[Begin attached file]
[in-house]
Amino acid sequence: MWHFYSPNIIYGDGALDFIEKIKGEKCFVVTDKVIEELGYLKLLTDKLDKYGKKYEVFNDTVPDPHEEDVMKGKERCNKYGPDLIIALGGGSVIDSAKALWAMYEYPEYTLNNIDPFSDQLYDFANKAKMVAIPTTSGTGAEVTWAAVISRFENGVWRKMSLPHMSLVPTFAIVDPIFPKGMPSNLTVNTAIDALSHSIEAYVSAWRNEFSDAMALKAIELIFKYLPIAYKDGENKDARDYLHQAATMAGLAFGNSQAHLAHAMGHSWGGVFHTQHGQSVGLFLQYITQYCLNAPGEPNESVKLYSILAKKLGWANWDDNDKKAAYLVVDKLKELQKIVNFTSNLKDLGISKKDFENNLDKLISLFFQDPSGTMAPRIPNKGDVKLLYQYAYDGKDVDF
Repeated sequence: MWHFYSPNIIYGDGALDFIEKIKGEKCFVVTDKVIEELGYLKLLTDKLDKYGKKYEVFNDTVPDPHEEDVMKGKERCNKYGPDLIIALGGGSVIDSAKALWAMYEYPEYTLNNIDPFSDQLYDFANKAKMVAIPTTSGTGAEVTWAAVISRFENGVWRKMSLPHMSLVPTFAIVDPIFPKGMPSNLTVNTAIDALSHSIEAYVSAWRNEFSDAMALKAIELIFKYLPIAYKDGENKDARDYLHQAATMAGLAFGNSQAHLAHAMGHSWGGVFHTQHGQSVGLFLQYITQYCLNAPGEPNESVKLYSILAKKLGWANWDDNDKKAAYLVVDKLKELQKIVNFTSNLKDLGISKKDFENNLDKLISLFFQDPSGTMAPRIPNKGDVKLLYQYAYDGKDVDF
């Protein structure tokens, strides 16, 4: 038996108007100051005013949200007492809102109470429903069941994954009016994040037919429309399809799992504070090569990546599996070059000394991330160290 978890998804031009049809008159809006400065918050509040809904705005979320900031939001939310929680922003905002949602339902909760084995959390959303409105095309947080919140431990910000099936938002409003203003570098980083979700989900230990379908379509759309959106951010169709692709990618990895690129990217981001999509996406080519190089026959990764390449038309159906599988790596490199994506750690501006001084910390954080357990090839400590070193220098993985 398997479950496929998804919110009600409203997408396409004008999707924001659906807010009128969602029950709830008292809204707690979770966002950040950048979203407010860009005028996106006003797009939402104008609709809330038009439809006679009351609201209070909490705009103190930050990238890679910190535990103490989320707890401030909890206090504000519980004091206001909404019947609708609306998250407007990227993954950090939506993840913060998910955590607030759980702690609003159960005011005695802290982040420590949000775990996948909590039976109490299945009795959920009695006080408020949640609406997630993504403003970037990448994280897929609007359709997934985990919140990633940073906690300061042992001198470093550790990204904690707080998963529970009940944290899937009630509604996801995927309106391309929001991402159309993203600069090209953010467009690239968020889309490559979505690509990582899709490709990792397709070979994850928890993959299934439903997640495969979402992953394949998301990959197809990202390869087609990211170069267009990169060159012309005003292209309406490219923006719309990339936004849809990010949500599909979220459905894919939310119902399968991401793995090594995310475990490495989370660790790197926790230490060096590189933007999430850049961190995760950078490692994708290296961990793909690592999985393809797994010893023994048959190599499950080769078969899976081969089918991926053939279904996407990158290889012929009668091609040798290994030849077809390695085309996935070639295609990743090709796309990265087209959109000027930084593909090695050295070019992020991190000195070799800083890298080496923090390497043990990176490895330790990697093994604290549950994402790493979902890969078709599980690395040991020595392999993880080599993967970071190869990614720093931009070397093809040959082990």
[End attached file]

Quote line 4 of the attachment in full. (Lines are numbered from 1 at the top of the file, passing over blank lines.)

């Protein structure tokens, strides 16, 4: 038996108007100051005013949200007492809102109470429903069941994954009016994040037919429309399809799992504070090569990546599996070059000394991330160290 978890998804031009049809008159809006400065918050509040809904705005979320900031939001939310929680922003905002949602339902909760084995959390959303409105095309947080919140431990910000099936938002409003203003570098980083979700989900230990379908379509759309959106951010169709692709990618990895690129990217981001999509996406080519190089026959990764390449038309159906599988790596490199994506750690501006001084910390954080357990090839400590070193220098993985 398997479950496929998804919110009600409203997408396409004008999707924001659906807010009128969602029950709830008292809204707690979770966002950040950048979203407010860009005028996106006003797009939402104008609709809330038009439809006679009351609201209070909490705009103190930050990238890679910190535990103490989320707890401030909890206090504000519980004091206001909404019947609708609306998250407007990227993954950090939506993840913060998910955590607030759980702690609003159960005011005695802290982040420590949000775990996948909590039976109490299945009795959920009695006080408020949640609406997630993504403003970037990448994280897929609007359709997934985990919140990633940073906690300061042992001198470093550790990204904690707080998963529970009940944290899937009630509604996801995927309106391309929001991402159309993203600069090209953010467009690239968020889309490559979505690509990582899709490709990792397709070979994850928890993959299934439903997640495969979402992953394949998301990959197809990202390869087609990211170069267009990169060159012309005003292209309406490219923006719309990339936004849809990010949500599909979220459905894919939310119902399968991401793995090594995310475990490495989370660790790197926790230490060096590189933007999430850049961190995760950078490692994708290296961990793909690592999985393809797994010893023994048959190599499950080769078969899976081969089918991926053939279904996407990158290889012929009668091609040798290994030849077809390695085309996935070639295609990743090709796309990265087209959109000027930084593909090695050295070019992020991190000195070799800083890298080496923090390497043990990176490895330790990697093994604290549950994402790493979902890969078709599980690395040991020595392999993880080599993967970071190869990614720093931009070397093809040959082990």